Fear itself makes expert use of one of the traits that distinguishes the essay from other modes of writing or making videos: using personal experience as the basis for one’s argumentation. Weaving intimate anecdotes into analytical or scholarly texts is not done; there the public (theory) reigns over the private (story).
But director Charlie Lyne starts his foray into horror films by alluding to a recent personal tragedy. What exactly that tragedy is, is only revealed piecemeal throughout this essay film. But since he dropped it so early on, it is always there in the subtext of the voice over narration, shimmering through the observations on the workings of horror that are being made. This is exactly what good horror movies do too: allude to a fear early on, and then let it fester in the minds of the viewer until it finally reveals itself on-screen.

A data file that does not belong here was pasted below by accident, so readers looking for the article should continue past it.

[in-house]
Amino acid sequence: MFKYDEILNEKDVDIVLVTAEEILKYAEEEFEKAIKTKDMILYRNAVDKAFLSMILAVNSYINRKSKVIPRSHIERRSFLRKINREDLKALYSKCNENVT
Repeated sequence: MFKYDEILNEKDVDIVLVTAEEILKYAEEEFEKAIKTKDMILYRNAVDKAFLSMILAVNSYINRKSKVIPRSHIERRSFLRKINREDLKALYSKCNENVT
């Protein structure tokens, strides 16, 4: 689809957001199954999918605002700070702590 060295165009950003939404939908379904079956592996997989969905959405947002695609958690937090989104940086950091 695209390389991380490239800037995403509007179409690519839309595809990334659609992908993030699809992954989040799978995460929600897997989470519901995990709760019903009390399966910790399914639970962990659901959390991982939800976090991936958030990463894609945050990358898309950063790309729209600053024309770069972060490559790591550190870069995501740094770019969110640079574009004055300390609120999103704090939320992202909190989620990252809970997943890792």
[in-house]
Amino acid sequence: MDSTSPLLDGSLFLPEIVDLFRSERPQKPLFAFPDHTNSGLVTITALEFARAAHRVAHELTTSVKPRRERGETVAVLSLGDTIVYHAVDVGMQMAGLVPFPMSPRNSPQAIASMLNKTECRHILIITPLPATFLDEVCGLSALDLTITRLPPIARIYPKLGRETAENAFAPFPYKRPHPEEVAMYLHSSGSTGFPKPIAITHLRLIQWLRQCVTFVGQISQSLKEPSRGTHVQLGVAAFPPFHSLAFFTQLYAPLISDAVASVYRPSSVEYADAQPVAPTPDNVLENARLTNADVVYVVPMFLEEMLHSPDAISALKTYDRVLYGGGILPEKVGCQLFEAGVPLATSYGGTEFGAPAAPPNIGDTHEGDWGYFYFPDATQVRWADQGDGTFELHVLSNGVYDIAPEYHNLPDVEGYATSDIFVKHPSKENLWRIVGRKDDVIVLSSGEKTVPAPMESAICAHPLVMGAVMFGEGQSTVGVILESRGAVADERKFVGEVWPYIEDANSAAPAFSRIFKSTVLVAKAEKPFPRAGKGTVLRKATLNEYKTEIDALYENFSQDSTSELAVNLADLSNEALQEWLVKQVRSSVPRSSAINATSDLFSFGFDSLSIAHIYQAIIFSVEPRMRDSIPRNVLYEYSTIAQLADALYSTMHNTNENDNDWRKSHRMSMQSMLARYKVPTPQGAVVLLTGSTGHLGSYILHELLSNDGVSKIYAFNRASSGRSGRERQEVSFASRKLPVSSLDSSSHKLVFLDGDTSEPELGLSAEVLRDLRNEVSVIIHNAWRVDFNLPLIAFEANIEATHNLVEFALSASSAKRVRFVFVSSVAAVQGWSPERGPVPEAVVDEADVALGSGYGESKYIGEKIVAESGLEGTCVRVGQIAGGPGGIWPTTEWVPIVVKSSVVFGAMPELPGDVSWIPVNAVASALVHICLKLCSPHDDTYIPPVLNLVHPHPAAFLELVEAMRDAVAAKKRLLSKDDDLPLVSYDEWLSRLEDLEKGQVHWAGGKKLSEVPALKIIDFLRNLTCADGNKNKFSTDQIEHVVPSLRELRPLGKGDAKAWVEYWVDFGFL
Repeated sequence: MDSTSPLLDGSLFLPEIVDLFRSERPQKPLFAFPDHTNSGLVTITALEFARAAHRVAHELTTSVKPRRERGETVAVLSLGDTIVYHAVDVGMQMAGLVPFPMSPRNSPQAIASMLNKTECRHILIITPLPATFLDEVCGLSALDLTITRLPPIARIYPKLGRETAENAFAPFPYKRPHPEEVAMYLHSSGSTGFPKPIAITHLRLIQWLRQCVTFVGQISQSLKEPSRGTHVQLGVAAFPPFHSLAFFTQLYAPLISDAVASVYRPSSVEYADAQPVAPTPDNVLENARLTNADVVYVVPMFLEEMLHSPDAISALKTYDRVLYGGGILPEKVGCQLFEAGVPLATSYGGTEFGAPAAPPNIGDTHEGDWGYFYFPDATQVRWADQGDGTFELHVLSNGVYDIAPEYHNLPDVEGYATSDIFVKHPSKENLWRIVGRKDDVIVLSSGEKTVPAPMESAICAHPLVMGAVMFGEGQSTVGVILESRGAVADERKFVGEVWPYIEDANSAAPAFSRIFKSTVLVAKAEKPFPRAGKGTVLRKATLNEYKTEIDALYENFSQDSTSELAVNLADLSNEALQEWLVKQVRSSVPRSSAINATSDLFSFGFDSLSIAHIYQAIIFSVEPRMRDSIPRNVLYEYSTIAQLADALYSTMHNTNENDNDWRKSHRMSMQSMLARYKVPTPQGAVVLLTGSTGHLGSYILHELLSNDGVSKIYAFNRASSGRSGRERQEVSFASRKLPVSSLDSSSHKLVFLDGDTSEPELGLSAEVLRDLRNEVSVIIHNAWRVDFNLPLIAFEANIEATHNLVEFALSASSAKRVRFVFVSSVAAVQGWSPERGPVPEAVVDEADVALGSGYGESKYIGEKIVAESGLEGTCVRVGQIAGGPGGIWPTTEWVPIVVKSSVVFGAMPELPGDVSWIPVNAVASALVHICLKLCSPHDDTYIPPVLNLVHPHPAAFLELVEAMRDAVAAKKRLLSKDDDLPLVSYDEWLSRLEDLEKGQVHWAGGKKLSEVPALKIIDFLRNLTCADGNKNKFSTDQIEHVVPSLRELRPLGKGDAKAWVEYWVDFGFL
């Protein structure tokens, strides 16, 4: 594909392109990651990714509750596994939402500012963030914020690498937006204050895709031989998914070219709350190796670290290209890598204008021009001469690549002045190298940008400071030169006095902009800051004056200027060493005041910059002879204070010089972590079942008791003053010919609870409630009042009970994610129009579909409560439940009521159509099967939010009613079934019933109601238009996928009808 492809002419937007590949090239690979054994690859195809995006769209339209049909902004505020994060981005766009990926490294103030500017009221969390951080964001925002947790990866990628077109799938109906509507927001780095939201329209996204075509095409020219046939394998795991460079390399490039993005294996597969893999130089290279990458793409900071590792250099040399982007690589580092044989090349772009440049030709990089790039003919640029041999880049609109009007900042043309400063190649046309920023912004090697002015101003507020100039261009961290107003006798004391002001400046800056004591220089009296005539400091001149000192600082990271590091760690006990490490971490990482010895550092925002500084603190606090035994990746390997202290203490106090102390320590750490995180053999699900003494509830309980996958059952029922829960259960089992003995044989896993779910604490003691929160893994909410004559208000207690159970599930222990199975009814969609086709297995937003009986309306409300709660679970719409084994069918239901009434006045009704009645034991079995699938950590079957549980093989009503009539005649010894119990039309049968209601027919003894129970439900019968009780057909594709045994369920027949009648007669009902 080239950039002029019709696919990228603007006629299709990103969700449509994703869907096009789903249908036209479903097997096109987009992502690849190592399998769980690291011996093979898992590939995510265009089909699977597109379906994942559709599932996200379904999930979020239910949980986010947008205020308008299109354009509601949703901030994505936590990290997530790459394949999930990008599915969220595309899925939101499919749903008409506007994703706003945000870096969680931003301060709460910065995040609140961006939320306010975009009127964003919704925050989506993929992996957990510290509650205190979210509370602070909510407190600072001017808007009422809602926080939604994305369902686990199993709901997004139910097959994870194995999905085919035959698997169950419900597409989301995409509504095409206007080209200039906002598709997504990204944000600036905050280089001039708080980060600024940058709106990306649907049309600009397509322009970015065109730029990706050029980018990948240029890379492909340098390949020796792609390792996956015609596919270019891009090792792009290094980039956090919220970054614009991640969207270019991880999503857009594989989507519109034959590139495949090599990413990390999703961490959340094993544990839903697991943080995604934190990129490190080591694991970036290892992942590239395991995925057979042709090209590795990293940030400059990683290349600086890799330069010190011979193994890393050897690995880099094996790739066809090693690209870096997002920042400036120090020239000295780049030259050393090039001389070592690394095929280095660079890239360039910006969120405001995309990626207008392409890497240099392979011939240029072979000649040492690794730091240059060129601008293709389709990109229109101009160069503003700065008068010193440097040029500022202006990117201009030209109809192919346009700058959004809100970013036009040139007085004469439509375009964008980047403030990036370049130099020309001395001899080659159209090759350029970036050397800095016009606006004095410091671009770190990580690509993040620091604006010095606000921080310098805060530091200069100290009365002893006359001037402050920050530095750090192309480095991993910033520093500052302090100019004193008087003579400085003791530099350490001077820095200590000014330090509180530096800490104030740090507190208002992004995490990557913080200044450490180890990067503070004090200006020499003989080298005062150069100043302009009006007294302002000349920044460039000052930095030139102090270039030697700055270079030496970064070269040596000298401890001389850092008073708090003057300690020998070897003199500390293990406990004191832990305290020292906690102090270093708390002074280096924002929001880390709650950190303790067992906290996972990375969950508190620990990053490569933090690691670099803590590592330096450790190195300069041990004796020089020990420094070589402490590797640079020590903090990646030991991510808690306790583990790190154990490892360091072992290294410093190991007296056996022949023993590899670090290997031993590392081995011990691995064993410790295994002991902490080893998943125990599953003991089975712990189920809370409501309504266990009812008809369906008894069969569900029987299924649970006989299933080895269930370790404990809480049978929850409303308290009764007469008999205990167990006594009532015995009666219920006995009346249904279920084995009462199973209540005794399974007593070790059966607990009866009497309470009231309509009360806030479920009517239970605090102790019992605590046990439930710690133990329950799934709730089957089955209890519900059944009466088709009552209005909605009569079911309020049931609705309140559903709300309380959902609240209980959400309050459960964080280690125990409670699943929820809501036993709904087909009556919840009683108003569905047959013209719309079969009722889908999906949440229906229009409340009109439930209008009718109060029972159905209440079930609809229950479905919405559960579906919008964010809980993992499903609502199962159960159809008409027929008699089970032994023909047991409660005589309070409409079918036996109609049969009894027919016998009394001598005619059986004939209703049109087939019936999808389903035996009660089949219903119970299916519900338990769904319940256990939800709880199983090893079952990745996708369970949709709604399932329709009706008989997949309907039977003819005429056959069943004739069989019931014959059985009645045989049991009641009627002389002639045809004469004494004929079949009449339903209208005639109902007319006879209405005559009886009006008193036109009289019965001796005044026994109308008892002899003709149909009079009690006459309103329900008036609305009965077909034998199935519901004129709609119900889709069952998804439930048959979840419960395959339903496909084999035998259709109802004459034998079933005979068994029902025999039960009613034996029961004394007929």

Personal experience is, in fact, much more than the starting point for this movie. Fear Itself meanders its way through horror, navigating the genre not so much by a strict reasoning but instead floating on a stream of consciousness. The result is an essay film that is just that: both (insightful) essay and (full-fledged) film.